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U.K. doctors to trial ibuprofen in coronavirus patients with severe symptoms

Myth-busting various tales surrounding the coronavirus
WATCH: Myth-busting various tales surrounding the coronavirus

British doctors are trialing a formulation of anti-inflammatory ibuprofen to see if it reduces respiratory failure in patients with severe symptoms of COVID-19.

The trial involves a particular formulation of ibuprofen, which researchers said had been shown to be more effective than standard ibuprofen for treating severe acute respiratory distress syndrome (ARDS), a complication of COVID-19.

The formulation is already licensed for use in Britain for other conditions.

READ MORE: Does ibuprofen worsen coronavirus? Canadian pharmacists say evidence is lacking

“If successful, the global public health value of this trial result would be immense given the low cost and availability of this medicine,” said Matthew Hotopf, director of NIHR Maudsley Biomedical Research Centre.

The trial, known as “LIBERATE,” will be a randomized study, with recruitment of up to 230 patients expected over the coming months.

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It is being run by Guy’s & St Thomas’ NHS Foundation Trust in London, King’s College London (KCL) and pharmaceutical organization the SEEK Group.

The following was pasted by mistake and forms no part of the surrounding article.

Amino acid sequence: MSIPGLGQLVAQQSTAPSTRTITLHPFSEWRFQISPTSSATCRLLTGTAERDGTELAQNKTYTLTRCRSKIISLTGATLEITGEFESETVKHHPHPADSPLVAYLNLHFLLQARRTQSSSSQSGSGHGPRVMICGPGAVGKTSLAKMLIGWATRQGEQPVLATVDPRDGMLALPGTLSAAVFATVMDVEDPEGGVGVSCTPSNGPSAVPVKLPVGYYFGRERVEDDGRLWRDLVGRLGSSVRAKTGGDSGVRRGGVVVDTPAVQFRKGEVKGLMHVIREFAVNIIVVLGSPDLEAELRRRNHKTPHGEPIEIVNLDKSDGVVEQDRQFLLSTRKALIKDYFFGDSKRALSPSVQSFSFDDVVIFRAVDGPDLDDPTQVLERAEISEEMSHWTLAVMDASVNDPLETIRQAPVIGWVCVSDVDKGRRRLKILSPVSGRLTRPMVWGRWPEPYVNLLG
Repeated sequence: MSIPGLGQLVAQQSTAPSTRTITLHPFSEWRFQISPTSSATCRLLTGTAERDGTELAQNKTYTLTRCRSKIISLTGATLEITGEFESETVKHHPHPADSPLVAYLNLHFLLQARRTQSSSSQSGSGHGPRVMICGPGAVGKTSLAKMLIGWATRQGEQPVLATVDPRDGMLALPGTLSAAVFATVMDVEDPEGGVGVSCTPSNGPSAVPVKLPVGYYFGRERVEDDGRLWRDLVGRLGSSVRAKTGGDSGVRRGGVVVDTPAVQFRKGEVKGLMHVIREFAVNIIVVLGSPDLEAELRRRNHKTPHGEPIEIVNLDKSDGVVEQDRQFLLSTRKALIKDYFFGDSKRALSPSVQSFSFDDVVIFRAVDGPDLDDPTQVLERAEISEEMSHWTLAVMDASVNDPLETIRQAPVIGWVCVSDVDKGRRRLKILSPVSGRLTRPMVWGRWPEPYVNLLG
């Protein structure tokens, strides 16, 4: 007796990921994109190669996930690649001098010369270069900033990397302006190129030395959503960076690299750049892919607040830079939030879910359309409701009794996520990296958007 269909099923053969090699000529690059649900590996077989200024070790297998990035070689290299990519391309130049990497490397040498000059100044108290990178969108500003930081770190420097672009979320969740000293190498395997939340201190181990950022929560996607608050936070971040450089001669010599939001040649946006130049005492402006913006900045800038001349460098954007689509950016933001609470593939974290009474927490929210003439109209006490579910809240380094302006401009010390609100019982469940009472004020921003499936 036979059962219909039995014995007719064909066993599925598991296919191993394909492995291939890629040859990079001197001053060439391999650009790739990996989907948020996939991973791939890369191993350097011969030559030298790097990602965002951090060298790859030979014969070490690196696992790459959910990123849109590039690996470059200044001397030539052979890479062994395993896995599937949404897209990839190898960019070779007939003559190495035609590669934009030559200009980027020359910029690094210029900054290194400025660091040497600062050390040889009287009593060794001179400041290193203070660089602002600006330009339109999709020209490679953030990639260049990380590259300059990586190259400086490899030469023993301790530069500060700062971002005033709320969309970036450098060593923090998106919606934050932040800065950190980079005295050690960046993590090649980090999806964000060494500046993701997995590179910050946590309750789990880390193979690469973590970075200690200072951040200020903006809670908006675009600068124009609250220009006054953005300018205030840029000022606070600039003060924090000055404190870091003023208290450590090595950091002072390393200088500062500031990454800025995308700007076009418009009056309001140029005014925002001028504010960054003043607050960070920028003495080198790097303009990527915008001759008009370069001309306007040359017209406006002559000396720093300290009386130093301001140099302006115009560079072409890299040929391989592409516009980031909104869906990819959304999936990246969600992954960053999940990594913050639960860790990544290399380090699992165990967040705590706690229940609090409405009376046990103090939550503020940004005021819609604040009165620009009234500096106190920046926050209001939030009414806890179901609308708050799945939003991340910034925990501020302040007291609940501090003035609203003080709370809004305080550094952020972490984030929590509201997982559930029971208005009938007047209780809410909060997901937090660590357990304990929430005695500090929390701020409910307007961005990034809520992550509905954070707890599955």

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In March, France’s health minister said people should not use anti-inflammatory drugs such as ibuprofen if they have symptoms of COVID-19, the disease caused by the new coronavirus.

However, U.S., British and European Union drug regulators as well as Reckitt Benckiser, which makes Nurofen, have all said there is no evidence that ibuprofen makes COVID-19 worse.

Mitul Mehta, director of KCL’s Centre for Innovative Therapeutics, said that possible well-known gastric side effects from ibuprofen meant that paracetamol was better to relieve COVID-19 symptoms in its early stages.

READ MORE: A daily dose of ibuprofen can help prevent onset of Alzheimer’s, study finds

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But he added there was no evidence to back up the French claims that ibuprofen worsens COVID-19 symptoms, saying the formulation being used in the trial should lessen the possible side effects.

“There’s no way these early reports would’ve been talking about this different formulation,” Mehta told Reuters.

“The trial is the right forum in which to test the side effects and to test the efficacy.”